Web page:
The Ottawa Hospital says six more people have been treated for potential opioid overdoses this weekend, following a spike in such cases earlier in the week and a warning from the city's public health agency.
As of 1:30 p.m. Sunday, there had been five new cases at the Civic Hospital in the last 48 hours and one case reported at the General Campus, a hospital spokeswoman told CBC News.
Ottawa Public Health (OPH) also confirmed the numbers reported by the hospital and said the cases were either life-threatening or potentially life-threatening.
The six new cases are in addition to the 15 cases that OPH recorded from April 18 to 20, which prompted a public service announcement warning residents about a "surge" in cases that some health officials suspect are linked to the deadly opioid fentanyl.
While the health unit is still waiting for toxicology results, OPH said in a statement this week that when there is a sudden increase in the number of emergency department visits in a short period of time, "there is always a possibility of counterfeit drugs being cut with opioids."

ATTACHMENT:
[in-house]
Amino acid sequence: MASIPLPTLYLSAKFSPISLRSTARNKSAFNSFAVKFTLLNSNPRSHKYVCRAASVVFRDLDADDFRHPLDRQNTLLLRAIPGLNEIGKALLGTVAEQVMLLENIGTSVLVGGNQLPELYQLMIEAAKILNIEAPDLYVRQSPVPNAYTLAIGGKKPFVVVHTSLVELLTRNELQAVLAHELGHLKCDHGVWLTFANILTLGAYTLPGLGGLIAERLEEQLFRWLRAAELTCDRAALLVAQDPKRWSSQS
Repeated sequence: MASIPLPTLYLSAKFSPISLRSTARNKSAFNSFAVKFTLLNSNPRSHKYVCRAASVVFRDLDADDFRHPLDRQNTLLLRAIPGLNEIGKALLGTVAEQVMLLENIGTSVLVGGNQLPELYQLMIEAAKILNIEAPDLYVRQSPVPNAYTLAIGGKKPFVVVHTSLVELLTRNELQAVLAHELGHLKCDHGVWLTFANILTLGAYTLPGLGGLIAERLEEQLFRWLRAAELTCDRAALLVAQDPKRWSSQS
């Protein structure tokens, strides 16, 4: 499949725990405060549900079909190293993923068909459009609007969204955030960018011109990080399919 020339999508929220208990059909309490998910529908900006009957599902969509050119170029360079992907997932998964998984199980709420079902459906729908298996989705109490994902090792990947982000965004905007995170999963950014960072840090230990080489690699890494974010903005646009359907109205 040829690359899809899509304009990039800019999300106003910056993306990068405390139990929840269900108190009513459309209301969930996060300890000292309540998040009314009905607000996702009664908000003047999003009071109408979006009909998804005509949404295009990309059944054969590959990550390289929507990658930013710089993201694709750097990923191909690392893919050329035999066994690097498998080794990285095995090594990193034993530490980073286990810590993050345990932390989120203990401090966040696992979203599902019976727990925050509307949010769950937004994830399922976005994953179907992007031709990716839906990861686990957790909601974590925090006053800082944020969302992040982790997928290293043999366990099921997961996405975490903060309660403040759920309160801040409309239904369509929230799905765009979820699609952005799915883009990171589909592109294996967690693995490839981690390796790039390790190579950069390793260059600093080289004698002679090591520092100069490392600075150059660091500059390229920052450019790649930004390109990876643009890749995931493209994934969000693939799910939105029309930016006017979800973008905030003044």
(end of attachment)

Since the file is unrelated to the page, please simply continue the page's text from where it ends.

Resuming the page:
Patients required high doses of naloxone
Another cause for concern is that some of the patients required high doses of naloxone, an antidote that reverses the harmful — and potentially fatal — effects of an overdose.
Naloxone kits are available for free for members of the public at local pharmacies.
The city-run Overdose Prevention and Response Task Force monitors drug overdoses daily in the event that a sudden spike warrants a public warning.
Peter MacDougall, the Ottawa Hospital's director of pain medicine, said on Friday the latest spike could suggest an increased supply of fentanyl or even more potent carfentanil has made its way onto Ottawa's streets.
"When you hear [of] near-misses, you know that if it continues, at some point they're not going to be misses," MacDougall said.
"And I'm very worried that we will see an increase in tragedies around this."
Ottawa police confirmed Friday they are investigating the latest cases.